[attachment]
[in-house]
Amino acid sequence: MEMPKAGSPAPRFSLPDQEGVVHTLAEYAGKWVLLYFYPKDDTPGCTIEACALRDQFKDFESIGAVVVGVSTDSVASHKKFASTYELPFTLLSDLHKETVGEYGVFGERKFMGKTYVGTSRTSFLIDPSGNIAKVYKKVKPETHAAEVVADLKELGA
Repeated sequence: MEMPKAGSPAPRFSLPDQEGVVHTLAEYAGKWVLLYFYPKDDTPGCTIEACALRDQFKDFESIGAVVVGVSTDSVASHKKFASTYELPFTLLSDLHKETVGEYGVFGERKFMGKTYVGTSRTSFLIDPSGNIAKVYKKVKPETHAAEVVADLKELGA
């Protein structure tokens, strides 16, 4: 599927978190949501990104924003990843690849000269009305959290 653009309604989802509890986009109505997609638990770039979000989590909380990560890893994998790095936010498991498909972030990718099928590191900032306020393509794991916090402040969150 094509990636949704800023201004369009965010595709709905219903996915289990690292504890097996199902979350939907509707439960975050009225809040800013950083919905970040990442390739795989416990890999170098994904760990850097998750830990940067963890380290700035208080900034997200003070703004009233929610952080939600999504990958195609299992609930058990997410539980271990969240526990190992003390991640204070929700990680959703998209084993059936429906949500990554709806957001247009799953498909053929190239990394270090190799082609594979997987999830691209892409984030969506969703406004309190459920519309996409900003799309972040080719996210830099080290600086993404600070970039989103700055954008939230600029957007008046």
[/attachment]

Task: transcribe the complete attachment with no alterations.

[in-house]
Amino acid sequence: MEMPKAGSPAPRFSLPDQEGVVHTLAEYAGKWVLLYFYPKDDTPGCTIEACALRDQFKDFESIGAVVVGVSTDSVASHKKFASTYELPFTLLSDLHKETVGEYGVFGERKFMGKTYVGTSRTSFLIDPSGNIAKVYKKVKPETHAAEVVADLKELGA
Repeated sequence: MEMPKAGSPAPRFSLPDQEGVVHTLAEYAGKWVLLYFYPKDDTPGCTIEACALRDQFKDFESIGAVVVGVSTDSVASHKKFASTYELPFTLLSDLHKETVGEYGVFGERKFMGKTYVGTSRTSFLIDPSGNIAKVYKKVKPETHAAEVVADLKELGA
């Protein structure tokens, strides 16, 4: 599927978190949501990104924003990843690849000269009305959290 653009309604989802509890986009109505997609638990770039979000989590909380990560890893994998790095936010498991498909972030990718099928590191900032306020393509794991916090402040969150 094509990636949704800023201004369009965010595709709905219903996915289990690292504890097996199902979350939907509707439960975050009225809040800013950083919905970040990442390739795989416990890999170098994904760990850097998750830990940067963890380290700035208080900034997200003070703004009233929610952080939600999504990958195609299992609930058990997410539980271990969240526990190992003390991640204070929700990680959703998209084993059936429906949500990554709806957001247009799953498909053929190239990394270090190799082609594979997987999830691209892409984030969506969703406004309190459920519309996409900003799309972040080719996210830099080290600086993404600070970039989103700055954008939230600029957007008046």